Today we feature a guest blog by Elizabeth Frank, the Head of School at Sage Heights School, which will be opening in Brooklyn, New York in September 2016. Dr. Paul Yellin is an Advisor to Sage Heights. The school will utilize the approach of Mind, Brain, and Education to apply best practices in the classroom from research in Neuroscience, Psychology, and Education. Sage Heights is a member of the Harvard International Research School Network.
Everyone is different. We say it all the time, but is it fully embraced by our schools, by us? When taught and nurtured according to their individuality, children are more engaged with the process of learning. Educational research has confirmed what many parents and teachers experience daily; each child is infinitely varied from the next and cookie cutter solutions do not meet their needs. Recognizing our inborn differences allows for children to develop their passions and strengths, while fostering challenges and aversions.
Jillian is an advanced eight-year-old who doesn’t have to try very hard to get perfect marks at school, and tests above the average range on assessments like the ERB. She is often praised for her brightness and quickness. She is starting to avoid anything she thinks is too hard, because she fears the grown-ups might discover her secret. She believes, “If I can’t do this fast and easily, then I must be dumb,” keeping her from her own unique potential to learn and succeed.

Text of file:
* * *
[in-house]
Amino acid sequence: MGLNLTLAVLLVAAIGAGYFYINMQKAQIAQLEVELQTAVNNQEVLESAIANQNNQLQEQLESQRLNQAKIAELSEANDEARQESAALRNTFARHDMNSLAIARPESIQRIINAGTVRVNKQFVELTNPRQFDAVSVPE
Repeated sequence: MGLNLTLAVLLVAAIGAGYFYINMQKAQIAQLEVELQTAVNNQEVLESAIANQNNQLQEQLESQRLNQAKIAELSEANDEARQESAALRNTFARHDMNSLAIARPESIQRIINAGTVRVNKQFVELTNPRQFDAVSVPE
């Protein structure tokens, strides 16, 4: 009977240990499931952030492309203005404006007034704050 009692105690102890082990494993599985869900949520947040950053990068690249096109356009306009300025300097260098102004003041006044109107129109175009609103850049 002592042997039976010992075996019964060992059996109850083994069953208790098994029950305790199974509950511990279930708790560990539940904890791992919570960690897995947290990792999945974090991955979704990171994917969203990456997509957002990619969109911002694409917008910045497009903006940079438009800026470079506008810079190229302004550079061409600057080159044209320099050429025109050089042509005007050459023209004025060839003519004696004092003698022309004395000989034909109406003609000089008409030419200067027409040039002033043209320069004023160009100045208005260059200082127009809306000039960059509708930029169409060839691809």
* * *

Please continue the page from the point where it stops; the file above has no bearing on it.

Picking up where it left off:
Charlie is a seven-year-old gregarious kid who excels at school, is athletic, and very popular. However, he recently retreated into himself, refusing to participate in activities he once loved, after his beloved grandmother passed away.
Annabeth is six and loves books, words, and games. She has great difficulty staying out of trouble. Lately, she’s been left off the birthday invitation lists of her classmates.
Henry is a six-year-old, well liked, quiet boy. He loves building intricate structures with blocks and avoids anything with letters or numbers.
All four students are typical and should be treated as such. We do not learn in synchronistic ways and sometimes life gets in the way. All can excel if the adults in their lives help to cultivate their challenges and support their gifts, while emphasizing the natural differences in all of us. We want schools to see our children for whom they are and respond to them as their lives unfold.
All children are learning machines and learning begins with the brain. Neuroscience tells us brains are unique and plastic. There are no two duplicate brains in the world, now or ever. While the basic structure of our brains are the same, at the molecular level differences can be detected that affect our ability to learn, even in identical twins. If all people are different from one another, it follows that instruction should be differentiated. Differentiated doesn’t mean easier, but rather creating high challenge and low risk for each individual.
Additionally, the brain’s plasticity is occurring constantly as we encounter the world. Our brains automatically rewire neural paths with each song sung, picture painted, soccer scuffle, or negative/positive thought. Schools and parents can use this plasticity to their advantage by creating environments where they reinforce important skills and belief systems around learning. Days should be designed to develop proficiencies in reading, math and other content areas, but more importantly on effort, collaboration and problem solving strategies. This way students become ready for the challenges of adult life. Isn't that what school should be for?